Tuesday, October 14, 2014

Flying Higher with the iTDI Summer School MOOC for English Teachers

At the end of July (July 20th - August 17th), the iTDI (International Teachers Development Institute) Summer School MOOC for English Teachers offered  four weeks of daily on-line immersion in TEFL teacher development training, delivering one session at a time by the faculty, mentors, associates, and leading community members of iTDI.

This MOOC was my first step on an exciting journey taken with teachers from over 90 countries, learning to be better teachers together.  In the beginning, I felt lost getting started, especially when downloading the course program into my iPAD (Thank you so much, Cláudio Fleury and Danny Lyra, for your precious help!) and handling the initial session details, especially the necessary audio adjustments. Sometimes, I felt as if I were drowning while I was watching the live discussions and struggled to follow the different types of information I’d get on the screen: listening to the presenters who were usually shown in the right upper corner of the screen; viewing the slides display in a larger portion of the screen; and following the comments in the chat room in the lower right corner of the screen. That seemed too demanding for me! I felt like my brain would go out of orbit and burn! But it didn’t.  Thank god, experiencing the so much celebrated plasticity of brain became a concrete reality to me – sometimes at a high energy cost, I must admit.  However, I’ve learned some strategies and now I know I can do it faster and more comfortably next summer.

All sessions were one hour long, live, conducted in a virtual classroom in Wiziq, and included a pre-session task and a post-session quiz. In accordance with the number of sessions one attended, different certificate participation credits were available.  This year’s program included a wide range of topics such as ‘Teaching English Through Art’, ‘Preflective Lesson Prep: Ideas and Inspirations’, and some curiosity-raising ones, such as ‘#Flashmob ELT’. A variety of inspiring teaching specialists - such as Michael Griffin, Anna Loseva, Matthew Noble, Vicky Loras, Rosely Serra and Ana Menezes - were invited to present in one of the 29 daily sessions in this year’s program.

Experiencing doing this MOOC course was certainly a turning point in my career.  Actually, I’m looking forward to watching the recording of the sessions I’ve missed due to the natural rush and usual demands with coachees and related issues in the beginning of the semester. The fact that the sessions were on a daily basis forced me to miss some of them. The good point about this MOOC is that I can catch up and do the rest of the viewing and tasks at my own pace now at the end of our school semester. Yes.  I highly recommend this MOOC for English Teachers. Fly high with iTDI!

Eneida Coaracy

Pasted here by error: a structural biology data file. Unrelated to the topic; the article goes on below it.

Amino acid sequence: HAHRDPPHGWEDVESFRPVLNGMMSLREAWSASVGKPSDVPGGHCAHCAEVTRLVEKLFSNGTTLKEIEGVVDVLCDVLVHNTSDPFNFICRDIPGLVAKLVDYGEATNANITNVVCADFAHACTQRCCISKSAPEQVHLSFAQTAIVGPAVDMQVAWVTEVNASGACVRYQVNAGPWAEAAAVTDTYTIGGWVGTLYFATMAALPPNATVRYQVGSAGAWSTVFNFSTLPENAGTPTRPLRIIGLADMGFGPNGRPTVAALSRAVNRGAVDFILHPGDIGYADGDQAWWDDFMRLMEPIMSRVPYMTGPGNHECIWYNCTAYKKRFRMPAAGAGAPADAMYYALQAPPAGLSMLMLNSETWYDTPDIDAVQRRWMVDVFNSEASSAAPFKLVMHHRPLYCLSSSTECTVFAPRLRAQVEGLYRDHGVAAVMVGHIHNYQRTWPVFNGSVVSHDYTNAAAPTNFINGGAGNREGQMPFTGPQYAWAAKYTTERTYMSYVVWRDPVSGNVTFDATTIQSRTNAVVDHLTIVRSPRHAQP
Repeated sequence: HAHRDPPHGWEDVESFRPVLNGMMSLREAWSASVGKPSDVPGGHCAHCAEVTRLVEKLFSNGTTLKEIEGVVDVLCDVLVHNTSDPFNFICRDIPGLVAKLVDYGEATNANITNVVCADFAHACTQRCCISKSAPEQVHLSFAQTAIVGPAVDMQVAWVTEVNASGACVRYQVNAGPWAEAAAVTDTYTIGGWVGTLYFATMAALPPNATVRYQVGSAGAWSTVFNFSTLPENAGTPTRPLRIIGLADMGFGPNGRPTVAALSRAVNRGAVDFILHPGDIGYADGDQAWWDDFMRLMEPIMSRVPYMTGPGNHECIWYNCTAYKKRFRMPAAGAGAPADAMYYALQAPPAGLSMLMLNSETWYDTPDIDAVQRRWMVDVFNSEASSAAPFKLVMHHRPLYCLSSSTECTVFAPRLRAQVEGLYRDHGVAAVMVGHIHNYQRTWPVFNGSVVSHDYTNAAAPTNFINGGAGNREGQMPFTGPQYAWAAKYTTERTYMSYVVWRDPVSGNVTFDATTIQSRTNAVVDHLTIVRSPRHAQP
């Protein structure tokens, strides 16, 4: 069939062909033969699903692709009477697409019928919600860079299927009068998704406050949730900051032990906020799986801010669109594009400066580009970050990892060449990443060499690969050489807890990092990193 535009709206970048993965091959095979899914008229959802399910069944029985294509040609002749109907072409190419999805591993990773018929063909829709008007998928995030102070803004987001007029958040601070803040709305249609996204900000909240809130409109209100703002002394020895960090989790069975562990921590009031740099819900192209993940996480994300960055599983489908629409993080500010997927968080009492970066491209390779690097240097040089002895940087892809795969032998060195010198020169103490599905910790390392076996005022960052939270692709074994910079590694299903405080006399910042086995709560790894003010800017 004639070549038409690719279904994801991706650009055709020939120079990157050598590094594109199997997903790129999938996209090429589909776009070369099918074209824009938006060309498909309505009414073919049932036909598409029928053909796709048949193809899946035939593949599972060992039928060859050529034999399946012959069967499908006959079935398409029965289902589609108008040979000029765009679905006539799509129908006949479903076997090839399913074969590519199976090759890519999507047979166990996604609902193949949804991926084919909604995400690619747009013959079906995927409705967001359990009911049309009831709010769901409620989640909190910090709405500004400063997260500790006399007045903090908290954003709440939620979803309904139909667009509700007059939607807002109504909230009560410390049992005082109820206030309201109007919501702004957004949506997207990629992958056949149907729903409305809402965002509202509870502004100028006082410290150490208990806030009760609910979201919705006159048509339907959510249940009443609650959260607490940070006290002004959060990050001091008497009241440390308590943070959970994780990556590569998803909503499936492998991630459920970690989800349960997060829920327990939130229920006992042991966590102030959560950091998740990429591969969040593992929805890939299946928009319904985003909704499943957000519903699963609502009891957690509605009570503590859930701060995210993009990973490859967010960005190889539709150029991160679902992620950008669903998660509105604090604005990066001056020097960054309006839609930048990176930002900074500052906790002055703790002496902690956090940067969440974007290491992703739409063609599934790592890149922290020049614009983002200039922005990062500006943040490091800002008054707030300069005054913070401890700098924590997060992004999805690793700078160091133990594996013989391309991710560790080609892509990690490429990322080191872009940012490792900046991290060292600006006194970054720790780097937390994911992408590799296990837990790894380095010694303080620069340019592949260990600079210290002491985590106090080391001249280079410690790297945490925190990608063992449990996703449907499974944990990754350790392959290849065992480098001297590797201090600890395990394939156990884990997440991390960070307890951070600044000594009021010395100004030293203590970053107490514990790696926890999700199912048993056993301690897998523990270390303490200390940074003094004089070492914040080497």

Tuesday, October 07, 2014

Language Use: Yeah, no.

While I was preparing an English class, I came across a book activity that presents a rather recent addition to authentic language use: Yeah, no.

“Yeah, no. we should really try to keep traditions going.”

It’s not exactly slang, but people are now using this with increasing frequency in conversation. At face value, it looks quite contradictory, and I imagined that there are people who aren’t at all familiar with its use.

One question that comes to mind is, “Where did this expression come from?”  Well, a cursory search points to our friends “down under” in Australia.  It is similarly used in South Africa (Yah, nay), yet is not limited to the English language; in German, ‘ja nein’ is used as well!  In fact, in can be found in just about any English-speaking country.

So, how can it be used? Well, in a number of ways. Here’s a list that I’ve put together based on my search:

  1. used frequently to agree, as in “Yes, indeed, and no, I wouldn’t think of contradicting you:
    1. “My car is in the shop, and you had said you would stay home today, so would you mind if I borrowed your car?”
    2. “Yeah, no, that would be just fine!”
  2. used less frequently to acknowledge what was said, yet disagree, as in:
    1. “During the movie, I found myself squirming in my chair!”
    2. “Yeah, no, I don’t like horror movies”.
  3. used to soften the rejection/denial of a person’s request:
    1. “Those are only some of the problems we had.”
    2. “Yeah, no, we can’t give you your money back, sorry”.
  4. used to give a sarcastic and emphatic no:
    1. “So what do you think?”
    2. “Yeahhhh, NO! That’s a terrible idea.”
  5. used as an alternative filler to “um/uh”.

It’s important to highlight that “yeah, no” always appears as a way of starting a conversation or as something uttered briefly before a response to something that has been said. It is never used in the middle or at the end of a comment. Typically, there is no pause following “no”.

I personally question whether or not “Yeah, no” will persist in language or will fade away like a fad. However, Cambridge sees it as a strategy of increasing fluency. So, what do you think? Is “yeah, no” here to stay? Do you agree with my list? Do you have any else to add? Let me know in the comments.